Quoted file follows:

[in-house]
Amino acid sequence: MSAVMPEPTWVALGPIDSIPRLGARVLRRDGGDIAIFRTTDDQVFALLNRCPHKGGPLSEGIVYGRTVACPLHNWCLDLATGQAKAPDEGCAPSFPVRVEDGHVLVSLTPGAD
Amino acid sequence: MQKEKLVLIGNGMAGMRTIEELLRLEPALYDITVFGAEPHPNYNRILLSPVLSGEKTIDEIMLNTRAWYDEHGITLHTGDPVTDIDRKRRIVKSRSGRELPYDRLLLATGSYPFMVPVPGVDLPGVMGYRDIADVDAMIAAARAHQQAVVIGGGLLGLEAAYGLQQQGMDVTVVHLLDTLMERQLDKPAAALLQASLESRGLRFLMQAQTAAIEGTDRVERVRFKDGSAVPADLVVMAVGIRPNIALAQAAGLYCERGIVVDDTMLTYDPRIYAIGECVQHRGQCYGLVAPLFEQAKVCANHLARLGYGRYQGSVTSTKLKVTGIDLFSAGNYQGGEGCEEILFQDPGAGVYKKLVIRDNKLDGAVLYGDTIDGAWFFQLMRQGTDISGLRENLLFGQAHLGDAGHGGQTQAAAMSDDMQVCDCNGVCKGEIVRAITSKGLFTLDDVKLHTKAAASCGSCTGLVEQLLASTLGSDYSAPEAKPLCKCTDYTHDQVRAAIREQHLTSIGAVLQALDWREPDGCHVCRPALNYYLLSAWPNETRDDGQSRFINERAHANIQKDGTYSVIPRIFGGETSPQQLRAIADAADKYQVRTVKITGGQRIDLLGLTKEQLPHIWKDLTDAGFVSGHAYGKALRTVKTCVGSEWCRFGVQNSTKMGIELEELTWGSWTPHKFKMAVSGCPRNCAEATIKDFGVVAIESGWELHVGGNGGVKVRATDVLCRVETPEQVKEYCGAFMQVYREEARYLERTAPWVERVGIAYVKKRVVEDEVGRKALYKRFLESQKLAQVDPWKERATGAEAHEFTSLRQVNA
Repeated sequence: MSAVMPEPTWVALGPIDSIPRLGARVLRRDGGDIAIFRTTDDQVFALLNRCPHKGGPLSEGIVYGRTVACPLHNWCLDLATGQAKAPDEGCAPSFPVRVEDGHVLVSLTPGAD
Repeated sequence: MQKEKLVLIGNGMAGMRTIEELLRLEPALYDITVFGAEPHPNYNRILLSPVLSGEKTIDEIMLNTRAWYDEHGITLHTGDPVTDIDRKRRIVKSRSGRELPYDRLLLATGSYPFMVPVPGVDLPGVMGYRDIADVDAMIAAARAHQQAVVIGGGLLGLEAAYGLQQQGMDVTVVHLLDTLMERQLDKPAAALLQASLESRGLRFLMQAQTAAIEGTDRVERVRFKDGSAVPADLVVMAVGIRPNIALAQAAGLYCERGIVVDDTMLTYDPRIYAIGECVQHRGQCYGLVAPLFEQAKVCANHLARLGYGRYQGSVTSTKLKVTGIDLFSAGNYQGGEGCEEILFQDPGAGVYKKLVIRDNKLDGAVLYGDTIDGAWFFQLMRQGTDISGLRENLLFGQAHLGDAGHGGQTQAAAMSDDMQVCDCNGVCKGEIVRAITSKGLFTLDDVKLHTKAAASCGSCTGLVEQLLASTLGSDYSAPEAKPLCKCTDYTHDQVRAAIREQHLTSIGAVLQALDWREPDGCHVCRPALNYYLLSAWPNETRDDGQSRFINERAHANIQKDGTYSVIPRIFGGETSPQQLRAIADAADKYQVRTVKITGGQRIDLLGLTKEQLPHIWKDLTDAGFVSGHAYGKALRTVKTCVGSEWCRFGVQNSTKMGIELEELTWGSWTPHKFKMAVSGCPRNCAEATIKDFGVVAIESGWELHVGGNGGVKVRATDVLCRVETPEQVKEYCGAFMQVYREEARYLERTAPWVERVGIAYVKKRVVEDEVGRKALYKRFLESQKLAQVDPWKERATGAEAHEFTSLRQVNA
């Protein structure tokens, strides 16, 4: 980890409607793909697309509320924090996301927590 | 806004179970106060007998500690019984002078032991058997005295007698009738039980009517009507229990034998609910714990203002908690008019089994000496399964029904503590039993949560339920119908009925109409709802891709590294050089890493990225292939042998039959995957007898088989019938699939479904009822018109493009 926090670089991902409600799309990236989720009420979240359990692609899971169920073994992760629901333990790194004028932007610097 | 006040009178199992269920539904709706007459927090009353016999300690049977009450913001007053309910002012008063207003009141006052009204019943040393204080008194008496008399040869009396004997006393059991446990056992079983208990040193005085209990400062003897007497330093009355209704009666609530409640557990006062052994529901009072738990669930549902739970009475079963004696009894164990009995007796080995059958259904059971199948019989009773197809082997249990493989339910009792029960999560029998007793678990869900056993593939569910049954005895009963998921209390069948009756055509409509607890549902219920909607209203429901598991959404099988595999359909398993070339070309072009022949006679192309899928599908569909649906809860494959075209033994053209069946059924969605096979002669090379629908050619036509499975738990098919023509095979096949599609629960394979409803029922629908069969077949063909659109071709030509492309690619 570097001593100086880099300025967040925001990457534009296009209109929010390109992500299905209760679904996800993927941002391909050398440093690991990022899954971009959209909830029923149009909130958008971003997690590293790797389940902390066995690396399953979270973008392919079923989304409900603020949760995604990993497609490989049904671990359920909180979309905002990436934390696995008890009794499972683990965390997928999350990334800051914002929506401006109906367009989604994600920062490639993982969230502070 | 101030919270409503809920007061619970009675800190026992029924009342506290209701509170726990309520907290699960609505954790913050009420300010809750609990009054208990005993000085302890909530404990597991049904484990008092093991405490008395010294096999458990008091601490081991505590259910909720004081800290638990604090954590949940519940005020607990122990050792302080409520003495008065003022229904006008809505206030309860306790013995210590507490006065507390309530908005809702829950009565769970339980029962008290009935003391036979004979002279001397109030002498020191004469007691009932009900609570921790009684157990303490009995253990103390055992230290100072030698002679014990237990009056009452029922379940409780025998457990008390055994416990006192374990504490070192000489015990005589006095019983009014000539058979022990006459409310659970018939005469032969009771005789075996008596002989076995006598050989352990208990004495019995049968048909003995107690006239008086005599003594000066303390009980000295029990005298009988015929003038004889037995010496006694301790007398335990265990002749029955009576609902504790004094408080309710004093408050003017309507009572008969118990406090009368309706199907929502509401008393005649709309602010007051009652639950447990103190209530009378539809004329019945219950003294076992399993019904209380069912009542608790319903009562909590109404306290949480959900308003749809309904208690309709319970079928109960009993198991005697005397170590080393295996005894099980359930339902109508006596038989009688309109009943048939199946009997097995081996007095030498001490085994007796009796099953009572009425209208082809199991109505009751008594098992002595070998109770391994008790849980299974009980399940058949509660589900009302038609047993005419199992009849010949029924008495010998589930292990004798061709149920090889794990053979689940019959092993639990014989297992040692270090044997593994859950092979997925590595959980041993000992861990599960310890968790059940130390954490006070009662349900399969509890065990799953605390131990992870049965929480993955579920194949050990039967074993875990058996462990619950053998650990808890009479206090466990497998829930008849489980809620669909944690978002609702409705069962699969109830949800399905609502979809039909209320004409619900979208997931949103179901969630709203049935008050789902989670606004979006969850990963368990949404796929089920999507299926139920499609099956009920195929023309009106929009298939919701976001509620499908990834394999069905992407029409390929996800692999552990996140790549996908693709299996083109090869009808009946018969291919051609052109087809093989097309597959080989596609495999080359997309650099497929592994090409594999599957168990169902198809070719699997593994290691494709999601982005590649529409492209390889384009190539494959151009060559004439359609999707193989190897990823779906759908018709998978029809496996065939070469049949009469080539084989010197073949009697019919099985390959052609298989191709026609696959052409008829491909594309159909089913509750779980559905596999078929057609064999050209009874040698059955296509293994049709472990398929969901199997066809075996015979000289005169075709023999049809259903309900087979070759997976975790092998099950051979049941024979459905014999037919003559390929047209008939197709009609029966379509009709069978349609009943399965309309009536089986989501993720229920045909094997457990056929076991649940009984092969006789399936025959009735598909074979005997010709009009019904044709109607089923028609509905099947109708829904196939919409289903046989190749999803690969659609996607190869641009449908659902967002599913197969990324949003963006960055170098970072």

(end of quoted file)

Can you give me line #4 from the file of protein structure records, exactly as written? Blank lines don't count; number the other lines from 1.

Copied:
Repeated sequence: MSAVMPEPTWVALGPIDSIPRLGARVLRRDGGDIAIFRTTDDQVFALLNRCPHKGGPLSEGIVYGRTVACPLHNWCLDLATGQAKAPDEGCAPSFPVRVEDGHVLVSLTPGAD